Tense moments at EC press briefing as Chairman, Commission members disagree

Friday, 1 November 2019 00:00 -     - {{hitsCtrl.values.hits}}


  • Deshapriya says Commissioner Hoole’s opinion on internet voting and election result his own opinion
  • “This kind of thing is bombarding the Commission”: Deshapriya
  • Says Hoole is 100 % impartial official, but has no election experience
  • EC ready for second round vote if necessity arises 

There were tense moments towards the tail end of a press conference held at the Election Commission yesterday, when Commission Chairman Mahinda Deshapriya disagreed with some of the opinions expressed by Commission member Ratnajeevan Hoole.

The disagreement arose when journalists raised questions about the use of modern technology for voting, to which Hoole, seated to the left of Deshapriya, responded by saying that postal voting, etc., is out of date, and “the way to go is to vote on the internet.”

However, Deshapriya did not take kindly to the comments, saying that this is not the opinion of the Commission, but Hoole’s private opinion. “As the Commission, we think it is not viable. Even India is not going for internet voting,” Deshapriya said.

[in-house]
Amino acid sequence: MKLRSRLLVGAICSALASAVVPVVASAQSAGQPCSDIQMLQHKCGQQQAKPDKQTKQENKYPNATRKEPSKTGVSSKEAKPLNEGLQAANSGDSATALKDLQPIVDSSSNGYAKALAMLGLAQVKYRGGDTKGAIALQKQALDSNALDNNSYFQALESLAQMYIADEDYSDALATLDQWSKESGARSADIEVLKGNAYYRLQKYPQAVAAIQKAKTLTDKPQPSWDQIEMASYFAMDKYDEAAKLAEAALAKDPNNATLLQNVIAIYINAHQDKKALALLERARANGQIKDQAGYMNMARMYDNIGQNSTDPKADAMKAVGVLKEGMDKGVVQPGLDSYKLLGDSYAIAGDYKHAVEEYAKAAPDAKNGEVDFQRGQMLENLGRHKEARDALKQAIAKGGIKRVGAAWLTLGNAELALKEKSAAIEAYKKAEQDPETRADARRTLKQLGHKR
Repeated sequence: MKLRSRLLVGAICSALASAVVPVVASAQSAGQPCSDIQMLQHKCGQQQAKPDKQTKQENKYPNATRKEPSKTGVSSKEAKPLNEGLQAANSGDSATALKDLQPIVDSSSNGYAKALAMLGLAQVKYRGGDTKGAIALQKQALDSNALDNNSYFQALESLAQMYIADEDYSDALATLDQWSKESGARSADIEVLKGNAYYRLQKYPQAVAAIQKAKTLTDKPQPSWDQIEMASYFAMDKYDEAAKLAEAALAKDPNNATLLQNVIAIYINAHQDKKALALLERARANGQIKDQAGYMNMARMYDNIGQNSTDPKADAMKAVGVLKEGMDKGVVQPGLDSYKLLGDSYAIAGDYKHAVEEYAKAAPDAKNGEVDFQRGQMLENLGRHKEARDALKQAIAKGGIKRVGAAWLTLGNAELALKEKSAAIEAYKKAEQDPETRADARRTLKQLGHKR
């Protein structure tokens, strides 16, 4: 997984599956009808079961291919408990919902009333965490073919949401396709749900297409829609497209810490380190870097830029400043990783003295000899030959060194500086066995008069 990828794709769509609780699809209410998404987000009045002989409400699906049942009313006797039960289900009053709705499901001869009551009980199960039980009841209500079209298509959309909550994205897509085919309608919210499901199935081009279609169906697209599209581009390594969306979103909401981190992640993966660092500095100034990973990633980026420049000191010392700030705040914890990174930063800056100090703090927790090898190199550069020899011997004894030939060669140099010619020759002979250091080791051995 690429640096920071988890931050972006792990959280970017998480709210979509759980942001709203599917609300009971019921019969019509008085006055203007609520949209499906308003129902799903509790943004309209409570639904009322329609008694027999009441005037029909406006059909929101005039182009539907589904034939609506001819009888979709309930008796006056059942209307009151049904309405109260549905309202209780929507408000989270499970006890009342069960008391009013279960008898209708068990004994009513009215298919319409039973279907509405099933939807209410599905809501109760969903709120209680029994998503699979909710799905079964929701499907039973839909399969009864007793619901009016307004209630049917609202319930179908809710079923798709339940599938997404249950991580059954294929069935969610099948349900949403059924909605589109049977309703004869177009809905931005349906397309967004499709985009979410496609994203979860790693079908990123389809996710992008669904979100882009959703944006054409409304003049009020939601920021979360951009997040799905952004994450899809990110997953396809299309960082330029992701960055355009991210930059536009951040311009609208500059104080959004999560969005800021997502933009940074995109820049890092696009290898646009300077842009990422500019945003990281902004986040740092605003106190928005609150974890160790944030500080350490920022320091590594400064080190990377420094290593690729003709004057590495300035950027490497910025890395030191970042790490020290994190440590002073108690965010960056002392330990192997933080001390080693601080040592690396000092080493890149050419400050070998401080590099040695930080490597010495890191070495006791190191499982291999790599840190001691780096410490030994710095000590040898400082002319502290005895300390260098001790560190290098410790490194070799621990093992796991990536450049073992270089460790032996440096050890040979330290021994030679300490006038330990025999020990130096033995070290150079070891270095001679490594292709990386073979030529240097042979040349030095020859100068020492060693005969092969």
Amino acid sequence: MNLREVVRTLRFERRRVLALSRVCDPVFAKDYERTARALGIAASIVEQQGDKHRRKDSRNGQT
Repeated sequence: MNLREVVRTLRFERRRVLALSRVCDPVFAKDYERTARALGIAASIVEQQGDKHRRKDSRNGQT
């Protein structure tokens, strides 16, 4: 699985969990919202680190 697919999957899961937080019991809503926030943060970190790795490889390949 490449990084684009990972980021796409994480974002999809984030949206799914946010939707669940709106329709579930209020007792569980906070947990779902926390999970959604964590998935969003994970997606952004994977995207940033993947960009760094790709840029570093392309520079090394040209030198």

The Commission Chairman also referred to comments made by Hoole to the media, that no candidate would get 50% in the upcoming election.

“This is not the Commission’s thinking. It is his own. This kind of thing is bombarding the Commission,” Deshapriya said. He added, however, that he can guarantee that Hoole is a 100% impartial person and is not against any candidate. “It is unfortunate that he has expressed this view, and it is a view he should not have addressed. He is a liberal person, but he has no election experience. As the Chairman of the EC, I have worked more than 34 years in the Department. If these remarks have been misinterpreted, I would like to apologise on behalf of the Commission. I am a team player. Even if someone in our team makes a mistake, I will speak on behalf of them,” he said.

Deshapriya added that the EC has been ready from 1982 onwards for a second round vote count by giving instructions to its staff. “We have training programs for our staff, and this is also taken into consideration when training them. If the vote goes into a second count, we will take another four extra hours to release the final results,” he added.